Claim ownership to overlay.
                                                                                      Lay heaviest of roots
                                                                        of skin and ground and steady
                                                                             of knuckle-bound beginning.

                                               POSTCARD I.

Sambath, born in a refugee camp on the Thai/Cambodian border, says “Searching desperately for ancestry is a common trait of white Americans. Your identity is built on the backs of others, your land, your stories, even your memories are stolen.”


How do you write yourself out of a myth?

Words are permeable, punctures in the sieve.


                                               POSTCARD III.

Camilo, born of a Cuban woman and a Brooklyn Jew, says “Being Jewish is almost a synonym for cultural hybrid or nomad: so many of us have more than one cultural identity, and have been waging cultural, political battles within our families for a clearer definition of our legacy as a people.”


       Something will stand here,
       rafters, pretext, bedrock

       they say we speak in finger-flight
       dextrous gestures, roaming motions

                                 “An architect builds structures of their hands,” she observes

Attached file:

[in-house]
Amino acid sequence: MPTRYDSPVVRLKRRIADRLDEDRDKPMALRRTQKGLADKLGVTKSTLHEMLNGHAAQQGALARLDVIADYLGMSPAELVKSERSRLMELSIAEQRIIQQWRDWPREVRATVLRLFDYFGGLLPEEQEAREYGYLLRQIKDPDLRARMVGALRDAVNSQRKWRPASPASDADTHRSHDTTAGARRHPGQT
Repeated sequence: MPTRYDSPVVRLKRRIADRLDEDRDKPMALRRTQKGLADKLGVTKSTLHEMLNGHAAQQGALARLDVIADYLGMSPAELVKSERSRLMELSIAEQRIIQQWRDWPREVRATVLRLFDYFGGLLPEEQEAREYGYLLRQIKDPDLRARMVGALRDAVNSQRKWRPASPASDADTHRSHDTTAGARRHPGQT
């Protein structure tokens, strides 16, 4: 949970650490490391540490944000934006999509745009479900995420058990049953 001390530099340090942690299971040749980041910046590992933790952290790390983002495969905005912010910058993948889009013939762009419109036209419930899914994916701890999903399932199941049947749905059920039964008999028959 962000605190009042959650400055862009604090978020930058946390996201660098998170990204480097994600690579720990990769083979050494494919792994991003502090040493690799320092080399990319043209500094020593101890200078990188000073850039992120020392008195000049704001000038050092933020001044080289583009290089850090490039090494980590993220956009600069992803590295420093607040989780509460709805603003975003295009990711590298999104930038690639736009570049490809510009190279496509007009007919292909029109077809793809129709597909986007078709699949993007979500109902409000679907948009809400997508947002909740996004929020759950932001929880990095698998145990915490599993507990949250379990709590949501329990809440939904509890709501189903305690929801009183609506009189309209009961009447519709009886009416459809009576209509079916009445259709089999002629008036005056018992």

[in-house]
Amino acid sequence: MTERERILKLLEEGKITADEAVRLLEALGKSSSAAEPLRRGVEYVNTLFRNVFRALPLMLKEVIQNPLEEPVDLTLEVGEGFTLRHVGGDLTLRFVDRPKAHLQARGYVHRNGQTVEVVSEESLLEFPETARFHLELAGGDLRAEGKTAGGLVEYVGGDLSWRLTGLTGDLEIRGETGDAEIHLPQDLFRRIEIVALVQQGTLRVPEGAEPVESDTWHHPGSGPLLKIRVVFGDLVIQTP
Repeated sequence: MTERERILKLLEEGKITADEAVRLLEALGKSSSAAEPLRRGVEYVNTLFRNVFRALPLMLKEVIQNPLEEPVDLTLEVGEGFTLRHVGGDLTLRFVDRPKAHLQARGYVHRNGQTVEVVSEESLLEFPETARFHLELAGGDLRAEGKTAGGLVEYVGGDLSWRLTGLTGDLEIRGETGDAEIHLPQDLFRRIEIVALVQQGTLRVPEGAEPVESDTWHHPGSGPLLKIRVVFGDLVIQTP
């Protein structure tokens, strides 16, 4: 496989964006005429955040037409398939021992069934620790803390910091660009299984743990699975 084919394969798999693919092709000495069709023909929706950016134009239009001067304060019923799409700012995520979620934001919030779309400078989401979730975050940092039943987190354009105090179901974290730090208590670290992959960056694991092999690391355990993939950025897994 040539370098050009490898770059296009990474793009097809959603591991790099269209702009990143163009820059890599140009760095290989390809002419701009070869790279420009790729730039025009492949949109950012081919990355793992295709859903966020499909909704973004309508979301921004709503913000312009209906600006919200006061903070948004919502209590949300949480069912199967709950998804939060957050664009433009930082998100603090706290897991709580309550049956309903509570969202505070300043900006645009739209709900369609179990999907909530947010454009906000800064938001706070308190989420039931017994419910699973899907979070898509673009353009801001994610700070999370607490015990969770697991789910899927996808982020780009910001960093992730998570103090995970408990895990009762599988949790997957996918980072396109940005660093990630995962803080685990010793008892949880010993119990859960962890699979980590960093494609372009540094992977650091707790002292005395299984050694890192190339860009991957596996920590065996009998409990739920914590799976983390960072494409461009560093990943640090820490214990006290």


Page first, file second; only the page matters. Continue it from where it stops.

calculated dialect, born angles, apex, slant
       hands to serve as bricks and beams

                                            “Your mother, my sister, they do the same thing.”

       make roof, knit flat-palm, interstice
       make burgeoning geometry
       gable tented two hand fold

                                                                                              Dear Immigrant,
                                                                                      Lay heaviest of roots
                                                                        of skin and ground and steady
                                                                             of knuckle-bound beginning.

                                                               Claim land claim home claim country
                                                                              claim natural claim tongue

                                                                                                        take hold

                                                                                                        and build.


I have never been from any one place she says, When I was learning Hebrew, we spoke Rumanian at home. When I was learning Spanish, we spoke Hebrew at home. When I was learning English, we spoke Spanish at home. It’s like I could never catch up fast enough.

Threads of language unravel before my mother, her busy fingers try to braid them. Wind-blown, untamed threads.

undone        un-there    a bag of dried beans

un-peopled                or grains of rice

glassy marbles    un-tongued

tip over and spill out